Romans 11:35
Or who hath first given to him, and it shall be recompensed unto him again?
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(35) The depth of God’s knowledge none can penetrate, and the counsels of His wisdom admit of no assessor. The means by which God works are not supplied to Him from without, but proceed from the boundless stores of His omnipotence.

11:33-36 The apostle Paul knew the mysteries of the kingdom of God as well as ever any man; yet he confesses himself at a loss; and despairing to find the bottom, he humbly sits down at the brink, and adores the depth. Those who know most in this imperfect state, feel their own weakness most. There is not only depth in the Divine counsels, but riches; abundance of that which is precious and valuable. The Divine counsels are complete; they have not only depth and height, but breadth and length, Eph 3:18, and that passing knowledge. There is that vast distance and disproportion between God and man, between the Creator and the creature, which for ever shuts us from knowledge of his ways. What man shall teach God how to govern the world? The apostle adores the sovereignty of the Divine counsels. All things in heaven and earth, especially those which relate to our salvation, that belong to our peace, are all of him by way of creation, through him by way of providence, that they may be to him in their end. Of God, as the Spring and Fountain of all; through Christ, to God, as the end. These include all God's relations to his creatures; if all are of Him, and through Him, all should be to Him, and for Him. Whatever begins, let God's glory be the end: especially let us adore him when we talk of the Divine counsels and actings. The saints in heaven never dispute, but always praise.Or who hath ... - The sentiment in this verse is found substantially in Job 41:11. "Who hath prevented me, that I should repay him." The Hebrew word "prevented" means to anticipate, to go before; and God asks who has anticipated me; who has conferred favors on me before I have on him; who has thus laid me under obligation to him." This is the sense in which the apostle uses the word here. Who has, by his services, laid God under obligation to recompense or pay him again? It is added in Job, "Whatsoever is under the whole heaven is mine." Thus Paul, contrary to the prevailing doctrine of the Jews, shows that no one could plead his own merits, or advance with a claim on God. All the favors of salvation must be bestowed by mercy or grace. God owned them all; and he had a right to bestow them when and where he pleased. The same claim to all things is repeatedly made by God; Exodus 19:5; Deuteronomy 10:14; Psalm 24:1; Psalm 50:12.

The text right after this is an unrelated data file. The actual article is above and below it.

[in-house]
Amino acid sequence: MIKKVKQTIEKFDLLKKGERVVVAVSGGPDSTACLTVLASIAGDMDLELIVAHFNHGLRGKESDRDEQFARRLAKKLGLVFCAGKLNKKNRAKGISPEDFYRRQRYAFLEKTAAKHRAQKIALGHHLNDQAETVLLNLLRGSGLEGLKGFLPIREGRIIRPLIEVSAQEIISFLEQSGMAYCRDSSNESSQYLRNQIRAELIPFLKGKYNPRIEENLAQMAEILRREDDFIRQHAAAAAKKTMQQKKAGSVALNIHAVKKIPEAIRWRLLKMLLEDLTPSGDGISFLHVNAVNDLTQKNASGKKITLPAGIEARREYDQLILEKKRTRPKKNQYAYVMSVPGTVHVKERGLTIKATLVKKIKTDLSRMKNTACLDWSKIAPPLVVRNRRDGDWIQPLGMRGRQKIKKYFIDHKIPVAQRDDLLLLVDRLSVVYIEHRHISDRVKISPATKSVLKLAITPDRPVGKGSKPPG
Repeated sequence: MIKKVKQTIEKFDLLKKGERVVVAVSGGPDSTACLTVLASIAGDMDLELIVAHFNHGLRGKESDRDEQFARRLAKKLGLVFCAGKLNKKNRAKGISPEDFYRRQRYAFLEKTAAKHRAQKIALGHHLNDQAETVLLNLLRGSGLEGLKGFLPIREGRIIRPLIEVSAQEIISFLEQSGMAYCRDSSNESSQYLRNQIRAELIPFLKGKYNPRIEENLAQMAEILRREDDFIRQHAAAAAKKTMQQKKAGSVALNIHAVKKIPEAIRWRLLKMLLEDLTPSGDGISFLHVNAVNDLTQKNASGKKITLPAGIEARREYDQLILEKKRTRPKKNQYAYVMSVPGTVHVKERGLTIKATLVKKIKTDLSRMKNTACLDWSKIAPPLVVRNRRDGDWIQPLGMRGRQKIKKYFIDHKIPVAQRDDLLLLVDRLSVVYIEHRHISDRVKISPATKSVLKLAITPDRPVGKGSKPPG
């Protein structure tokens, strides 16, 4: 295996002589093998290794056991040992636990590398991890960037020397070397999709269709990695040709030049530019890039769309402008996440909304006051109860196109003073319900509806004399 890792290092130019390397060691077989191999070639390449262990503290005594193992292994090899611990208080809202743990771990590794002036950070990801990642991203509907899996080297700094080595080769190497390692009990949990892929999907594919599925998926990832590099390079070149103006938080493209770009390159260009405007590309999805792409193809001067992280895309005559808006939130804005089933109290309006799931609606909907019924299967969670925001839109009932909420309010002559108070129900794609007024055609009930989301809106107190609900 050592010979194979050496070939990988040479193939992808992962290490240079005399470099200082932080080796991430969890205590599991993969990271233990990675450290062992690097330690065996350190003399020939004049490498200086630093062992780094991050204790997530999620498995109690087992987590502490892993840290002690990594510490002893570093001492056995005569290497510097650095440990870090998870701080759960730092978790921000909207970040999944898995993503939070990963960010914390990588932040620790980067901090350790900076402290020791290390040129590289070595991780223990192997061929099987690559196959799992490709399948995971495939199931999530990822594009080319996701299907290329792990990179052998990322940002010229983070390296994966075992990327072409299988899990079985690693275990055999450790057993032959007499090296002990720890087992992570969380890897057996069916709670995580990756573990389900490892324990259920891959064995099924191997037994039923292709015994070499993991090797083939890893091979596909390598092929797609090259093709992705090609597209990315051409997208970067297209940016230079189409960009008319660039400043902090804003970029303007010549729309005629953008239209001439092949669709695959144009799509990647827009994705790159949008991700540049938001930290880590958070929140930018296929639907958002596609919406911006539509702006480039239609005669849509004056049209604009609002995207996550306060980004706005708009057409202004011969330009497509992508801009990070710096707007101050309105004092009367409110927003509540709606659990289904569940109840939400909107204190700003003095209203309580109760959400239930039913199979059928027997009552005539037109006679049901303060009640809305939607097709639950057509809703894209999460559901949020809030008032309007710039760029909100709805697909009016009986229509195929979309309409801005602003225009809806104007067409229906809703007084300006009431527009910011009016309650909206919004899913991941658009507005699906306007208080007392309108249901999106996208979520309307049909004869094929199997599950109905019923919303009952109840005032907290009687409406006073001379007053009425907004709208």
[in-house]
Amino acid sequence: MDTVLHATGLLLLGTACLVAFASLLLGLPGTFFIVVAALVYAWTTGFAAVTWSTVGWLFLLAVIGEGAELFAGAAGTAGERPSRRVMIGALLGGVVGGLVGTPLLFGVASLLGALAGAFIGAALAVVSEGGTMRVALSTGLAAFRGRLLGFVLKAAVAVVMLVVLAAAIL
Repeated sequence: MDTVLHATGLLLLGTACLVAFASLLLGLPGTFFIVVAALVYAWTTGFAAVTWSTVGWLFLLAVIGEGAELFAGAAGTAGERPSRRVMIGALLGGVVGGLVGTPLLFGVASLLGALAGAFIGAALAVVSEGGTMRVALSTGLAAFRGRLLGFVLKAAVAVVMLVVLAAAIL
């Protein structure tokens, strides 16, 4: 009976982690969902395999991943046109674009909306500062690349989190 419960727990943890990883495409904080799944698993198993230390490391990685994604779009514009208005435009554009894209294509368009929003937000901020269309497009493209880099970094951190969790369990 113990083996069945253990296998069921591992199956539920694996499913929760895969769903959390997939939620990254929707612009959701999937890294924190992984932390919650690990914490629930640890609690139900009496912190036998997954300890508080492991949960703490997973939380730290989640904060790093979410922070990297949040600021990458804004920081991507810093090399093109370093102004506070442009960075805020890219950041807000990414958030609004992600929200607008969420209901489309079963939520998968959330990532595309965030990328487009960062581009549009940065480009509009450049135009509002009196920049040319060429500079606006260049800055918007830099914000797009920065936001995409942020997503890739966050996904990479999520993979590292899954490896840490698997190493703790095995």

Shall be recompensed - Repaid as a matter of debt. None of God's mercies can be conferred in that way; if they could, man could bring God under obligation, and destroy the freeness and benevolence of his favors.

35. Or who hath first given to him, and it shall be recompensed to him—"and shall have recompense made to him"

again—see Job 35:7; 41:11. These questions, it will thus be seen, are just quotations from the Old Testament, as if to show how familiar to God's ancient people was the great truth which the apostle himself had just uttered, that God's plans and methods in the dispensation of His Grace have a reach of comprehension and wisdom stamped upon them which finite mortals cannot fathom, much less could ever have imagined, before they were disclosed.

q.d. If any man hath obliged God, by any thing he hath done for him, he shall have an ample reward: alluding (as some think) to Job 41:11. But seeing this cannot be, and that God is indebted unto none, therefore the salvation of all is of mere grace and mercy; and there is no cause of complaining, if he deal more bountifully with some than with others.